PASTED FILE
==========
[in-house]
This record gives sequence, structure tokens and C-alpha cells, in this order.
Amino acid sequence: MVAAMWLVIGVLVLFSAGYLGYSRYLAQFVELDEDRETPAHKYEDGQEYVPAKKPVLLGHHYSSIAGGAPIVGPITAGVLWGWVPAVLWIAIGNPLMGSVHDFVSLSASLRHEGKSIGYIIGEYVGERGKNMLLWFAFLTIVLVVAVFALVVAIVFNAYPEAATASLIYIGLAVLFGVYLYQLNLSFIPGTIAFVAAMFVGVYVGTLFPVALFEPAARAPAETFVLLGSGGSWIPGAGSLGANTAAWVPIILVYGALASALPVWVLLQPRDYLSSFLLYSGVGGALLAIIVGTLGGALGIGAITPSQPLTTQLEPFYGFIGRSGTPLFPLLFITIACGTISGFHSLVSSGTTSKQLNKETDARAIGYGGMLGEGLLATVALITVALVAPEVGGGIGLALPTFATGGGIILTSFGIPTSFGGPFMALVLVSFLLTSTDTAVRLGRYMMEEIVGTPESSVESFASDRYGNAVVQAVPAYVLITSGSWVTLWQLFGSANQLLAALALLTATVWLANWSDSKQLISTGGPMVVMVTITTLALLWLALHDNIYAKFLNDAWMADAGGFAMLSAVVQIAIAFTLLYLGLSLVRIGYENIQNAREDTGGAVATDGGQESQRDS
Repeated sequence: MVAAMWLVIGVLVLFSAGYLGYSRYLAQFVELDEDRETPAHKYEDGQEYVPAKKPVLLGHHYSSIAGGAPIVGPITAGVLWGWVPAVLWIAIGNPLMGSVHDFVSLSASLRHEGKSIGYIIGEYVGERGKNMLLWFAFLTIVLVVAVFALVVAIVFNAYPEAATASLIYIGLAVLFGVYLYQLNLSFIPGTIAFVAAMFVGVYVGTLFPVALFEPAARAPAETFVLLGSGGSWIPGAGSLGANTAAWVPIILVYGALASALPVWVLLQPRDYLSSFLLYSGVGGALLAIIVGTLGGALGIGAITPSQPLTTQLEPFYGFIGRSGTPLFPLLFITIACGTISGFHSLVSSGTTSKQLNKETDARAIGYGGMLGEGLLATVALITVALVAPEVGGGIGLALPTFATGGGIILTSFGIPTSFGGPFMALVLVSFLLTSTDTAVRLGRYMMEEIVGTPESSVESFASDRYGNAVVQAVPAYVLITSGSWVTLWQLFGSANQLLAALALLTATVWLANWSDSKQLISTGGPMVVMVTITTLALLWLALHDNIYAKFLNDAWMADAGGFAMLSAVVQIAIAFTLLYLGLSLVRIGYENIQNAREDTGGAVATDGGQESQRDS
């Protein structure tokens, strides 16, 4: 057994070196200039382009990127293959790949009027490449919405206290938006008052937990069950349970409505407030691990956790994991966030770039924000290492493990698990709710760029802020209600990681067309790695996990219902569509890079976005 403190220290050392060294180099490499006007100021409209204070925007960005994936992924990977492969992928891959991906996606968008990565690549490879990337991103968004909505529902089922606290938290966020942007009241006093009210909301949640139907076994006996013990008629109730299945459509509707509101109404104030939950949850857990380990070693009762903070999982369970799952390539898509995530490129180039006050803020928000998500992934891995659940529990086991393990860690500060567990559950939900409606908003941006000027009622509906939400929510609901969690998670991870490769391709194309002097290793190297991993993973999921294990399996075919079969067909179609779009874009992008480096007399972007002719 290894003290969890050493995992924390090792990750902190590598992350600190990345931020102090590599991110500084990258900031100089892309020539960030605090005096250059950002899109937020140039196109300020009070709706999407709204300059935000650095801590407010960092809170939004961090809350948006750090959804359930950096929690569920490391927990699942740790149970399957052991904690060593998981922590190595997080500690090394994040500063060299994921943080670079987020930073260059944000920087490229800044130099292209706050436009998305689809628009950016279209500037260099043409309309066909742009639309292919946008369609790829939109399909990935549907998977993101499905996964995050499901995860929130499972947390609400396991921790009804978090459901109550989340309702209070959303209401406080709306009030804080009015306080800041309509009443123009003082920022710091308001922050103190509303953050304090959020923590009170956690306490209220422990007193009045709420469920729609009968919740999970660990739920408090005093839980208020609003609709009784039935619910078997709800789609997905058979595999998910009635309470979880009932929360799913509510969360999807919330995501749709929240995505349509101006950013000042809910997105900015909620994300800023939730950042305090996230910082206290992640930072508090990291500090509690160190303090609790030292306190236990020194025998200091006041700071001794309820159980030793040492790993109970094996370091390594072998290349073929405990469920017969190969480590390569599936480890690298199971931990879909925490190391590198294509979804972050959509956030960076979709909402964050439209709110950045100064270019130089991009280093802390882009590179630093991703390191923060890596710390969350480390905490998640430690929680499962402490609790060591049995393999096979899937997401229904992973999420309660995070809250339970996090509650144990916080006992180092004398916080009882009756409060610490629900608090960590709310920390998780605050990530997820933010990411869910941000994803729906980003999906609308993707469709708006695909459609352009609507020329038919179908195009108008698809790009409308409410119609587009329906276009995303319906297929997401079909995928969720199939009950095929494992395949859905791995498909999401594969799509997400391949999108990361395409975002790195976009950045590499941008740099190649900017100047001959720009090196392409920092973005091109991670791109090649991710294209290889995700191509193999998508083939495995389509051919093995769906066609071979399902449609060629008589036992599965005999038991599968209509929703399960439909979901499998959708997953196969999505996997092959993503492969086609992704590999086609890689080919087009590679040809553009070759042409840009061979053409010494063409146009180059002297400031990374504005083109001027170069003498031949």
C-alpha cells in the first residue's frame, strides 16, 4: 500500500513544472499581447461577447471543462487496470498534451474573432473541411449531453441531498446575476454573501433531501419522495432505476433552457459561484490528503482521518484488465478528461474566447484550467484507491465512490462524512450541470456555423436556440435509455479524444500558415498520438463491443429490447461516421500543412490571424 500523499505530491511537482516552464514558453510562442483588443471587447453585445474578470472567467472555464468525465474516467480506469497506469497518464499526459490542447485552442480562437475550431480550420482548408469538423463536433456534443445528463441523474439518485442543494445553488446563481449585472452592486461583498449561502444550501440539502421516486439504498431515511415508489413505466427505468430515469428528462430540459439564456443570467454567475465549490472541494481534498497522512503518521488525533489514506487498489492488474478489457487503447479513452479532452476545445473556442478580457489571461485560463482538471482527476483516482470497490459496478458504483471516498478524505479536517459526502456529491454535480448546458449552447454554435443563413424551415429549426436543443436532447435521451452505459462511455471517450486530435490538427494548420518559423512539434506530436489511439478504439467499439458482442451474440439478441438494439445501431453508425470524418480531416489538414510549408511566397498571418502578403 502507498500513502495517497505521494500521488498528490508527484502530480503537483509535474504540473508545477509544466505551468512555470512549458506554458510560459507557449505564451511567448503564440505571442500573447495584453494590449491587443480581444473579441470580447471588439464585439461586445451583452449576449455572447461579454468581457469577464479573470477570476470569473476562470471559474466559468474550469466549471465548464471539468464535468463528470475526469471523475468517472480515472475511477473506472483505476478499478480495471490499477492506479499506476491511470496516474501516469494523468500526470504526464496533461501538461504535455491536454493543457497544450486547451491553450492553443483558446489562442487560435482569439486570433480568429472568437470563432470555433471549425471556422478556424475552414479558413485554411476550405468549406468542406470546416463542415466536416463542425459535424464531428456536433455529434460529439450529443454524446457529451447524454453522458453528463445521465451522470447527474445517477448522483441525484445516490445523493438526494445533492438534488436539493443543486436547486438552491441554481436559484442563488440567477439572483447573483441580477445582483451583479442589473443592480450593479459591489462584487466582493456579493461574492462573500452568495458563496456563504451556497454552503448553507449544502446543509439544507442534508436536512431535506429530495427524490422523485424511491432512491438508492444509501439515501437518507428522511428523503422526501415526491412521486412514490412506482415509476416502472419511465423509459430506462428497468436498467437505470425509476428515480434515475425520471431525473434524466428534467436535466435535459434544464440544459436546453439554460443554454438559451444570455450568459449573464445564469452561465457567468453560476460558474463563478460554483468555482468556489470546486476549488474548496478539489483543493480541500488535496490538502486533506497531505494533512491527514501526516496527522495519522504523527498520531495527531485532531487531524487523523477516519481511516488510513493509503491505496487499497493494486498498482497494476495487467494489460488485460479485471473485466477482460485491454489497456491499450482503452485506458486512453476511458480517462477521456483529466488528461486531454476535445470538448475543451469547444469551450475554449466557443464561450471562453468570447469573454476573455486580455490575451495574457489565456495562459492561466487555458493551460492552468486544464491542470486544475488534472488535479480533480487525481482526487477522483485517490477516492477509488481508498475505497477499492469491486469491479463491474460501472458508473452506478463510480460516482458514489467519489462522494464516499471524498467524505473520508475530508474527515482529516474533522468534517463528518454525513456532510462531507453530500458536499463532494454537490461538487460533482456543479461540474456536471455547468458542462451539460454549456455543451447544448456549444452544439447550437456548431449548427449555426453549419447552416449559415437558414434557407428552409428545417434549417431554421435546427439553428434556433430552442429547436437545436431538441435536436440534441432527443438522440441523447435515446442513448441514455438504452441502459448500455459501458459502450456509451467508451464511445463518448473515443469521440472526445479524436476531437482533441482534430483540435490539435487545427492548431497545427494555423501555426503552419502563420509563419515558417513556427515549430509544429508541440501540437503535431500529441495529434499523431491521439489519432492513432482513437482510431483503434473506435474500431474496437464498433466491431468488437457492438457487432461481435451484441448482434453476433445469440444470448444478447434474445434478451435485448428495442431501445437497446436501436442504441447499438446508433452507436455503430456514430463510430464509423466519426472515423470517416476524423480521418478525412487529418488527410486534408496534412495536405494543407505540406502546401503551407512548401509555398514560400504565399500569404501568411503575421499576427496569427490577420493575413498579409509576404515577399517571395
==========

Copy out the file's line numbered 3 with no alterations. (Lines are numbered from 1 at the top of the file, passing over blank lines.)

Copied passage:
Amino acid sequence: MVAAMWLVIGVLVLFSAGYLGYSRYLAQFVELDEDRETPAHKYEDGQEYVPAKKPVLLGHHYSSIAGGAPIVGPITAGVLWGWVPAVLWIAIGNPLMGSVHDFVSLSASLRHEGKSIGYIIGEYVGERGKNMLLWFAFLTIVLVVAVFALVVAIVFNAYPEAATASLIYIGLAVLFGVYLYQLNLSFIPGTIAFVAAMFVGVYVGTLFPVALFEPAARAPAETFVLLGSGGSWIPGAGSLGANTAAWVPIILVYGALASALPVWVLLQPRDYLSSFLLYSGVGGALLAIIVGTLGGALGIGAITPSQPLTTQLEPFYGFIGRSGTPLFPLLFITIACGTISGFHSLVSSGTTSKQLNKETDARAIGYGGMLGEGLLATVALITVALVAPEVGGGIGLALPTFATGGGIILTSFGIPTSFGGPFMALVLVSFLLTSTDTAVRLGRYMMEEIVGTPESSVESFASDRYGNAVVQAVPAYVLITSGSWVTLWQLFGSANQLLAALALLTATVWLANWSDSKQLISTGGPMVVMVTITTLALLWLALHDNIYAKFLNDAWMADAGGFAMLSAVVQIAIAFTLLYLGLSLVRIGYENIQNAREDTGGAVATDGGQESQRDS